WASHINGTON – Just about everyone who takes up the conversation about salaries in the WNBA agrees on two things.
First, based on their skill level and work ethic, WNBA players deserve to get more money.
Second, no player in the WNBA will ever get LeBron James, Stephen Curry or even Joel Embiid money.
Contrary to popular belief, WNBA players understand that their league does not generate the revenue necessary for them to get paid on par with their NBA counterparts. The issue is finding the happy, fair and reasonable number in between.
It's a concern serious enough that it might cause the WNBA Players Association to opt out of the current collective bargaining agreement, which won't expire until 2022, after the 2019 season.
If that happens, it will be the most serious concern the 22-year-old league has faced.
"To me, this conversation has been going on for a very long time," said Tina Charles, a New York Liberty forward and six-time WNBA All-Star, who just completed her eighth season. "It's not until [the players] take some kind of action that anything is going to change.
"With our CBA coming up, I look forward to seeing what kind of action we will take. I'm not sure how drastic, but everyone is at the point where we feel something needs to happen, and that's only going to come if we take action."
Established and opened for business in 1996, the WNBA has seen the culture and climate of women's sports evolve exponentially over the past two decades, but the league itself has grown only marginally as a business entity during that time.
It was owned as a single entity by the NBA and subsidized by the billions of dollars the men's league made. Originally, the NBA owned all the franchises.
Led by then-commissioner David Stern, the Association viewed the WNBA as a long-term business investment, banking that it would grow eventually into a profitable revenue stream. It didn't, or at least not to the expectations of the NBA. In 2002, it sold teams to either their NBA counterparts or third parties.
That meant the league's salary structure was no longer set by the NBA. It was controlled by the most basic economic principle: the law of supply and demand.
"Whatever sport, job you are in, entertainer, you make what the market bears," said veteran Washington Mystics coach Mike Thibault, whose team was swept by the Seattle Storm in the best-of-five WNBA Finals on Wednesday. The players, he added, "are making what the market bears right now, unfortunately.
"But until we start having bigger crowds, more revenue, the reality is that not many teams are actually making money."
That doesn't pacify the players.
This is a new generation of women's basketball player. The ones coming into the WNBA today have never really known a time when there was not a professional women's league in the United States. They don't know a time when American women had to go overseas to make any money from playing basketball.
These players weren't born when Hall of Fame legend Larry Bird set a rookie contract record by signing a five-year deal worth $3.25 million — or $650,000 a year — in 1979. It took 33 seasons for the NBA to get that point – 11 more than the WNBA has existed.
When Magic Johnson signed a 25-year extension worth $25 million in 1981, he joined Kareem Abdul-Jabbar and Moses Malone as the only NBA players making $1 million a season at that time.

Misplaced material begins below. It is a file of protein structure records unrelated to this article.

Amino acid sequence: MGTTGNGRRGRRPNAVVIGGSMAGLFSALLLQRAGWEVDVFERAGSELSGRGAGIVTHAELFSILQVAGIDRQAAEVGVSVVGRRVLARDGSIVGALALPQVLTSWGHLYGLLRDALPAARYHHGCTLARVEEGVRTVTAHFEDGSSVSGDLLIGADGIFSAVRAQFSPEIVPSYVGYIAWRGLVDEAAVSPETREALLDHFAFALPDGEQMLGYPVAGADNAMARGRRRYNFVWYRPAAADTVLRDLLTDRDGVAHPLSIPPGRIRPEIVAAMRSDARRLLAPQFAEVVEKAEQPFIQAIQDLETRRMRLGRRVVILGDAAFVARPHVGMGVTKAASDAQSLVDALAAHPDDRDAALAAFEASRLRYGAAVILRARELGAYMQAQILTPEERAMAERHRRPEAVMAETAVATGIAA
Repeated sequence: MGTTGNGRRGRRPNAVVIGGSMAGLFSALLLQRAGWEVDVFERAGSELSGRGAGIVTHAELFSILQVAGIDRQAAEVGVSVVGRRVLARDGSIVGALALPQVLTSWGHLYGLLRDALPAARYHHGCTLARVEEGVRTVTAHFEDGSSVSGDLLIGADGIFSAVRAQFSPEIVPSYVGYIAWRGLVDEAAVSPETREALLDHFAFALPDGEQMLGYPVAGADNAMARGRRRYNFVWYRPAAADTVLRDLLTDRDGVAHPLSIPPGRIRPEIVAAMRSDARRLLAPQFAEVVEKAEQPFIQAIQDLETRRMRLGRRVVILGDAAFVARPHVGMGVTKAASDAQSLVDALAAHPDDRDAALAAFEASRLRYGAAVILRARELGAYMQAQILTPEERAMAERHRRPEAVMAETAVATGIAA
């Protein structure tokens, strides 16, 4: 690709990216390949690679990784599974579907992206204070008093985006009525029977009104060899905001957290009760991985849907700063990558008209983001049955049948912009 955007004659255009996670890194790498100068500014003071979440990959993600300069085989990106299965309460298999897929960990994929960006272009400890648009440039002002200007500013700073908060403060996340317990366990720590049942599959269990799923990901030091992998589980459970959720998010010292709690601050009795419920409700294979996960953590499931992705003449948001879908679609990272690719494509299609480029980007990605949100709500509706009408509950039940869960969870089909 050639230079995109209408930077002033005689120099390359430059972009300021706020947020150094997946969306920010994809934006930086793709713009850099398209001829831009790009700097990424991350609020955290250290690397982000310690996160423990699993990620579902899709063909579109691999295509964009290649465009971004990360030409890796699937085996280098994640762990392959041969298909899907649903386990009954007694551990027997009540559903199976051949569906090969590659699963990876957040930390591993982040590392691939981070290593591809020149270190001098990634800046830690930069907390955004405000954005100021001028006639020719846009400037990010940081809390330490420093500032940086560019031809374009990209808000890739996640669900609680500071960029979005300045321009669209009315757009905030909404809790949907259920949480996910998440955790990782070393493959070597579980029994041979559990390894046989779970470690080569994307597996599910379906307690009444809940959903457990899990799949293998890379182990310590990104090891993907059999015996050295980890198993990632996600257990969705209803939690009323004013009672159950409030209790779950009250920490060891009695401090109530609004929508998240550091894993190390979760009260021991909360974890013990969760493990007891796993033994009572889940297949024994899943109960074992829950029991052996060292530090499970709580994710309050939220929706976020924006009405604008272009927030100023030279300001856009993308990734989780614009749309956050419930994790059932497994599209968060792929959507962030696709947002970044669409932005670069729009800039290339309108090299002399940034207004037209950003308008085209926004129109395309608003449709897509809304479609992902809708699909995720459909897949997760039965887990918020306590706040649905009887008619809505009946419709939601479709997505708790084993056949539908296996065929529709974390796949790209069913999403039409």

The maximum salary for the 2018 season in the WNBA was $115,500. The minimum for three or more years of service was $56,100, and $41,202 for two or fewer years, with a rookie scale between $40,000 and $50,000.
The minimum salary for an NBA player for the 2018-19 season will be $838,464. The highest-paid players in the WNBA make less than 14 percent of that.
According to Forbes magazine, the NBA generated nearly $7.7 billion in revenue in 2016-17. The actual revenue generated by the WNBA is not known, but Forbes had a recent article that projected the WNBA's at a minimum of $52.4 million.
Of course, operating costs such as salaries for all employees, facility use, game-day operations, marketing, travel, housing, player per diems, health insurance, a 401(k) plan and other business expenses have to be subtracted from the revenue.
How much does that leave for increased pay?
From the WNBA players' perspective, it doesn't really matter. They just see that they still have to play in foreign countries after the season to supplement their WNBA wages.
"You can live off of [the WNBA salary]," said Mystics guard and former Saint Joseph's player Natasha Cloud, who is about to finish her rookie contract. "You have to budget, but if it's just me, yes, it's a living wage.
"But we're just like male athletes. This is how we provide for our families. We don't want to have to go overseas away from our families for seven months out of the year to make a decent amount of money."
Even though the WNBA and NBA are both basketball leagues, this is not an equal-pay-for-equal-work situation. As business organizations, they don't have much in common beyond three letters in their names.
The reality of what the WNBA is as a business compared with the NBA is does not necessarily factor into the players' thoughts. They're simply looking for higher salaries.
"What's the meeting area?" said WNBA rookie of the Year A'ja Wilson, a member of the Las Vegas Aces. "That's what we're trying to figure out.
"We're not out here demanding that we make equal as the men. We're just saying we should be paid what we are worth. We're not saying it's a gazillion dollars, but it's more than what we get right now."